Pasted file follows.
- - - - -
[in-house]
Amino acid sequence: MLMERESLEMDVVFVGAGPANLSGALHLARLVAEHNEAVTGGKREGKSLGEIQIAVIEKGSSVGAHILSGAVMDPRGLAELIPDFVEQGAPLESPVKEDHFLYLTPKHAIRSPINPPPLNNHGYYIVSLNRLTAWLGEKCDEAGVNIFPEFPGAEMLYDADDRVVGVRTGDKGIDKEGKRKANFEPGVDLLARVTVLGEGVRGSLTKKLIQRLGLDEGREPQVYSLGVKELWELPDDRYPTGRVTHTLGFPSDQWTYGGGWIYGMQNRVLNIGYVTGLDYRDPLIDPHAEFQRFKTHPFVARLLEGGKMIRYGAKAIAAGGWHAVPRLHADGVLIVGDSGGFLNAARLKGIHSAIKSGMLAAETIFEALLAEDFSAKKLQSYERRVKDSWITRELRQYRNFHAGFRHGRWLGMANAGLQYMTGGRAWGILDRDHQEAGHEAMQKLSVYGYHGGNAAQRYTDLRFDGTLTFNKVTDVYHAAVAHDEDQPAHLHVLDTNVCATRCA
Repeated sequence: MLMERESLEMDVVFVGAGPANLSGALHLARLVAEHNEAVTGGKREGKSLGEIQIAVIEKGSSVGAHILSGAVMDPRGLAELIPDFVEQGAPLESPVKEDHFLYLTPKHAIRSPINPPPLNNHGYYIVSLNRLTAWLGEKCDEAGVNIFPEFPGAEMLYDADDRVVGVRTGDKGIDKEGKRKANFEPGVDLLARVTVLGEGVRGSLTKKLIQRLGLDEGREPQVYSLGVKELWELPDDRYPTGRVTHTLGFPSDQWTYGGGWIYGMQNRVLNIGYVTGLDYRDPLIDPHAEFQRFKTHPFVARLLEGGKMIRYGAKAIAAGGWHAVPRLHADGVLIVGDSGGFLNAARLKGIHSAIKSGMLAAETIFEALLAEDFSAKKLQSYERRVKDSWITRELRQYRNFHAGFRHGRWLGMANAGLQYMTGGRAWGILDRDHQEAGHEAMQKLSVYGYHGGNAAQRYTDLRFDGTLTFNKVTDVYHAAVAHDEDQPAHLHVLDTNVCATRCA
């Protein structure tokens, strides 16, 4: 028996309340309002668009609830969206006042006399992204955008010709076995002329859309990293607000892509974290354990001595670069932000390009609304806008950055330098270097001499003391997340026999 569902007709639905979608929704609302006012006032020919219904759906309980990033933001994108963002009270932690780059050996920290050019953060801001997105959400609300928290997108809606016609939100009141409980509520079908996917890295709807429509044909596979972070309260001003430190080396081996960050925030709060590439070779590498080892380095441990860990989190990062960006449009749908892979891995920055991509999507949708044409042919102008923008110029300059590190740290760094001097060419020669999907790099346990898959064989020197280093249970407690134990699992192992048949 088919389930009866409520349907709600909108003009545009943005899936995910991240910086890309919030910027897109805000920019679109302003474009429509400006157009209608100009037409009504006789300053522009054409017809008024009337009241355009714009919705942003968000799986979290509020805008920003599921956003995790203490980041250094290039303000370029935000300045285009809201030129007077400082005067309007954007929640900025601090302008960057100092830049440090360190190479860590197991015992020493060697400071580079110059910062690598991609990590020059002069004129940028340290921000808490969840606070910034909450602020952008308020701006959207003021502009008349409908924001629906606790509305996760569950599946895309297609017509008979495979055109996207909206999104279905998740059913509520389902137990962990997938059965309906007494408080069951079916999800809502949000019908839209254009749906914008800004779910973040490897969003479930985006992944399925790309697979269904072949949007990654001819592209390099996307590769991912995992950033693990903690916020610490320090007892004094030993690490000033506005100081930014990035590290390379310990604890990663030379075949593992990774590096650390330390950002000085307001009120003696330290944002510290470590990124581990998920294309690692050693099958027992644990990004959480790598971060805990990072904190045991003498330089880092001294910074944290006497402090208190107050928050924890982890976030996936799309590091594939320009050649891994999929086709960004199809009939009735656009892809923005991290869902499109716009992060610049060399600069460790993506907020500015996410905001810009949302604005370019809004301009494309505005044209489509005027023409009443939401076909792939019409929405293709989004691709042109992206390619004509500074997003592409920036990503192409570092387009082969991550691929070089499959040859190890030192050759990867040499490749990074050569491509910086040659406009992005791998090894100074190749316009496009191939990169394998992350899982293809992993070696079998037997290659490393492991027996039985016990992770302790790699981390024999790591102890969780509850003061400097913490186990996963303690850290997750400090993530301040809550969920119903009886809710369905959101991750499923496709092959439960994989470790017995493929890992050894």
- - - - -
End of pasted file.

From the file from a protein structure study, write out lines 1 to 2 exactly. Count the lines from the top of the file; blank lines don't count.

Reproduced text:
[in-house]
Amino acid sequence: MLMERESLEMDVVFVGAGPANLSGALHLARLVAEHNEAVTGGKREGKSLGEIQIAVIEKGSSVGAHILSGAVMDPRGLAELIPDFVEQGAPLESPVKEDHFLYLTPKHAIRSPINPPPLNNHGYYIVSLNRLTAWLGEKCDEAGVNIFPEFPGAEMLYDADDRVVGVRTGDKGIDKEGKRKANFEPGVDLLARVTVLGEGVRGSLTKKLIQRLGLDEGREPQVYSLGVKELWELPDDRYPTGRVTHTLGFPSDQWTYGGGWIYGMQNRVLNIGYVTGLDYRDPLIDPHAEFQRFKTHPFVARLLEGGKMIRYGAKAIAAGGWHAVPRLHADGVLIVGDSGGFLNAARLKGIHSAIKSGMLAAETIFEALLAEDFSAKKLQSYERRVKDSWITRELRQYRNFHAGFRHGRWLGMANAGLQYMTGGRAWGILDRDHQEAGHEAMQKLSVYGYHGGNAAQRYTDLRFDGTLTFNKVTDVYHAAVAHDEDQPAHLHVLDTNVCATRCA